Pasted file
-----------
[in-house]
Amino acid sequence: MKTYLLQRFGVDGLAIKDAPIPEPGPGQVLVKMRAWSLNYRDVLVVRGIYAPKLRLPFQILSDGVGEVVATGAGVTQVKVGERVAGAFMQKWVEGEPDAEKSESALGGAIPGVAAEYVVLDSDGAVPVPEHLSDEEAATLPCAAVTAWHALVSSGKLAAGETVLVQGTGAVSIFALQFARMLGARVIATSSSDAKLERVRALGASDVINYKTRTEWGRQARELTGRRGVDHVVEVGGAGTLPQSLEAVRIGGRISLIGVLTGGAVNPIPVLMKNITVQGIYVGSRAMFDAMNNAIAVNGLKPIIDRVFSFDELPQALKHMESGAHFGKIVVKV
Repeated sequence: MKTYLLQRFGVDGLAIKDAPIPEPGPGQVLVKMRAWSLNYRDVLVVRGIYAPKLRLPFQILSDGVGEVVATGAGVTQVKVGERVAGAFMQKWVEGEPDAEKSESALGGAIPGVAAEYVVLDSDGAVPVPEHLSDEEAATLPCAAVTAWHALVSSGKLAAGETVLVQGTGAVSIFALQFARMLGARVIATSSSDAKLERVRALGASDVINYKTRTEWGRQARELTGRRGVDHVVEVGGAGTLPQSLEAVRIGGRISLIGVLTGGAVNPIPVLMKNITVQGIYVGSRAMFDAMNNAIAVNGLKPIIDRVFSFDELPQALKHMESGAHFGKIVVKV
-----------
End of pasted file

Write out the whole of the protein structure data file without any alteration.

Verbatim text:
[in-house]
Amino acid sequence: MKTYLLQRFGVDGLAIKDAPIPEPGPGQVLVKMRAWSLNYRDVLVVRGIYAPKLRLPFQILSDGVGEVVATGAGVTQVKVGERVAGAFMQKWVEGEPDAEKSESALGGAIPGVAAEYVVLDSDGAVPVPEHLSDEEAATLPCAAVTAWHALVSSGKLAAGETVLVQGTGAVSIFALQFARMLGARVIATSSSDAKLERVRALGASDVINYKTRTEWGRQARELTGRRGVDHVVEVGGAGTLPQSLEAVRIGGRISLIGVLTGGAVNPIPVLMKNITVQGIYVGSRAMFDAMNNAIAVNGLKPIIDRVFSFDELPQALKHMESGAHFGKIVVKV
Repeated sequence: MKTYLLQRFGVDGLAIKDAPIPEPGPGQVLVKMRAWSLNYRDVLVVRGIYAPKLRLPFQILSDGVGEVVATGAGVTQVKVGERVAGAFMQKWVEGEPDAEKSESALGGAIPGVAAEYVVLDSDGAVPVPEHLSDEEAATLPCAAVTAWHALVSSGKLAAGETVLVQGTGAVSIFALQFARMLGARVIATSSSDAKLERVRALGASDVINYKTRTEWGRQARELTGRRGVDHVVEVGGAGTLPQSLEAVRIGGRISLIGVLTGGAVNPIPVLMKNITVQGIYVGSRAMFDAMNNAIAVNGLKPIIDRVFSFDELPQALKHMESGAHFGKIVVKV